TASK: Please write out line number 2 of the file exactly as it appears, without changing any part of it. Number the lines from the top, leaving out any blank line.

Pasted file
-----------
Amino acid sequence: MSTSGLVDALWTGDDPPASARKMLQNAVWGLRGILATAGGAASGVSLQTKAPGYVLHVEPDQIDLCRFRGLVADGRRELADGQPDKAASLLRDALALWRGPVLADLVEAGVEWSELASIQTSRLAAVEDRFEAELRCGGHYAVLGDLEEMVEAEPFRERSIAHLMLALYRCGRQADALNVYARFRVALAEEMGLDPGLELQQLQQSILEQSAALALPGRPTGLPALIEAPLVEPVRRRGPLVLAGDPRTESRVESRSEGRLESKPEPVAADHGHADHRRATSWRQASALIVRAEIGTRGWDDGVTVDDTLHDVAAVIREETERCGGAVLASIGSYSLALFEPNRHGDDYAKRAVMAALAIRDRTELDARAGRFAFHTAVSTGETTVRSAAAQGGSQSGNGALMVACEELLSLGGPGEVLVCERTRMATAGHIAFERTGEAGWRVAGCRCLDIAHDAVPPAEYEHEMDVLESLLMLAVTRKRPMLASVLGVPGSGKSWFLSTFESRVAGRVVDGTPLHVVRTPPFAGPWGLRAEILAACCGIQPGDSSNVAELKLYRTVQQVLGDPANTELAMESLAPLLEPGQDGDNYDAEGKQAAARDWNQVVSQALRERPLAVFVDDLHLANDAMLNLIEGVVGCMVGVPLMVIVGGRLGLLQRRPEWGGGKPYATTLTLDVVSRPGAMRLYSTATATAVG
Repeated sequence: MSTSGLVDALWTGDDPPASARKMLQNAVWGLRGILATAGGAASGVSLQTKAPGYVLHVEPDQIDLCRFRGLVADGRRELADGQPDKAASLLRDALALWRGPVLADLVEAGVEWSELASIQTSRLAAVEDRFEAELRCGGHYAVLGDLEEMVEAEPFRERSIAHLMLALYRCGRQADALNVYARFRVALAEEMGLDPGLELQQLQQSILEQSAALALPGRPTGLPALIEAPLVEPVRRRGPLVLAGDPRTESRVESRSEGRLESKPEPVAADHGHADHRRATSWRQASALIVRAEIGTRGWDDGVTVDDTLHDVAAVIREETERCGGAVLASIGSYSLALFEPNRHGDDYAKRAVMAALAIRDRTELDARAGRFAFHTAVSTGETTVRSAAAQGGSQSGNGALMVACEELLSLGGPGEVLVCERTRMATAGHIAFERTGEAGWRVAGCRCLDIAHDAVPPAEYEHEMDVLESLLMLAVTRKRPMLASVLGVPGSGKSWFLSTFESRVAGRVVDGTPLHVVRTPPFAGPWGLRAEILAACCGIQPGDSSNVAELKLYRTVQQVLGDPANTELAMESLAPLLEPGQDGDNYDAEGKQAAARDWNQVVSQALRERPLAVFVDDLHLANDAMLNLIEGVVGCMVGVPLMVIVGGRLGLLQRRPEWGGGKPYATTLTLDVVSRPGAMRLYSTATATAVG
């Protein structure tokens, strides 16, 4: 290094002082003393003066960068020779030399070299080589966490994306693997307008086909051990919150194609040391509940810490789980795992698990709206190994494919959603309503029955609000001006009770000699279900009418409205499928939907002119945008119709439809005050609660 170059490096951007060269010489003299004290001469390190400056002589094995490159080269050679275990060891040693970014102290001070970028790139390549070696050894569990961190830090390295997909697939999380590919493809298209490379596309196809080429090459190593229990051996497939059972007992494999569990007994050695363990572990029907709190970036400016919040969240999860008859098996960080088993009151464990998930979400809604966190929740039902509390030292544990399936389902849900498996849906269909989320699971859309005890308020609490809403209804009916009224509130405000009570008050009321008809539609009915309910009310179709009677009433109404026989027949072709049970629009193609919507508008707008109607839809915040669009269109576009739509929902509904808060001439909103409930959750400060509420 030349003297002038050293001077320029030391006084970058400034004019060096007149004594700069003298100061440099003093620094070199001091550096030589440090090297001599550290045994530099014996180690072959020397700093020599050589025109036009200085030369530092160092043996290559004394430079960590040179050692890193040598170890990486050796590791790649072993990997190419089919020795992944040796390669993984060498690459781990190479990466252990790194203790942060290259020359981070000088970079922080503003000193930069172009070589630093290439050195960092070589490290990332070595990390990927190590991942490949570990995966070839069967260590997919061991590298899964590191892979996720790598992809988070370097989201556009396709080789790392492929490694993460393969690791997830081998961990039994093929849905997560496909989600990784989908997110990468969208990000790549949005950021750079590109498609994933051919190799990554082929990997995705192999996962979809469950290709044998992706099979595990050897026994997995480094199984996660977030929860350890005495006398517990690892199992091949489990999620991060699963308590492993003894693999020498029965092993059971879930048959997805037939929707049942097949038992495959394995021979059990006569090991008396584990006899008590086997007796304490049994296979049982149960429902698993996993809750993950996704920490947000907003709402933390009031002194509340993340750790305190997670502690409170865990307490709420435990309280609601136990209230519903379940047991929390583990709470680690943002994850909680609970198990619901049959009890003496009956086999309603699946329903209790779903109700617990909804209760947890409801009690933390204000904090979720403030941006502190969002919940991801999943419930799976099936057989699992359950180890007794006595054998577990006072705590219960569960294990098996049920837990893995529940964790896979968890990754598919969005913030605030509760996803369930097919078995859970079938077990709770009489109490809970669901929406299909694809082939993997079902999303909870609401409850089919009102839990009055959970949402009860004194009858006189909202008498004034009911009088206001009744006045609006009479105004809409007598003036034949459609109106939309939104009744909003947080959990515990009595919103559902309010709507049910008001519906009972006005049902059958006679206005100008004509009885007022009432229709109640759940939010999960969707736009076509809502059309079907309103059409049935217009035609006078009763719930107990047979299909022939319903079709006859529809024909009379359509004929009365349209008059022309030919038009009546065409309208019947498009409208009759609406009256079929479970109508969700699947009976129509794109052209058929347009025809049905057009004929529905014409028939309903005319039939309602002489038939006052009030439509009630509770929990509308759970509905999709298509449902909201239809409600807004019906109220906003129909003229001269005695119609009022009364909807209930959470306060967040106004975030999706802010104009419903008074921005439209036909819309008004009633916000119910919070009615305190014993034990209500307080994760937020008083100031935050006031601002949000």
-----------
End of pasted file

Repeated sequence: MSTSGLVDALWTGDDPPASARKMLQNAVWGLRGILATAGGAASGVSLQTKAPGYVLHVEPDQIDLCRFRGLVADGRRELADGQPDKAASLLRDALALWRGPVLADLVEAGVEWSELASIQTSRLAAVEDRFEAELRCGGHYAVLGDLEEMVEAEPFRERSIAHLMLALYRCGRQADALNVYARFRVALAEEMGLDPGLELQQLQQSILEQSAALALPGRPTGLPALIEAPLVEPVRRRGPLVLAGDPRTESRVESRSEGRLESKPEPVAADHGHADHRRATSWRQASALIVRAEIGTRGWDDGVTVDDTLHDVAAVIREETERCGGAVLASIGSYSLALFEPNRHGDDYAKRAVMAALAIRDRTELDARAGRFAFHTAVSTGETTVRSAAAQGGSQSGNGALMVACEELLSLGGPGEVLVCERTRMATAGHIAFERTGEAGWRVAGCRCLDIAHDAVPPAEYEHEMDVLESLLMLAVTRKRPMLASVLGVPGSGKSWFLSTFESRVAGRVVDGTPLHVVRTPPFAGPWGLRAEILAACCGIQPGDSSNVAELKLYRTVQQVLGDPANTELAMESLAPLLEPGQDGDNYDAEGKQAAARDWNQVVSQALRERPLAVFVDDLHLANDAMLNLIEGVVGCMVGVPLMVIVGGRLGLLQRRPEWGGGKPYATTLTLDVVSRPGAMRLYSTATATAVG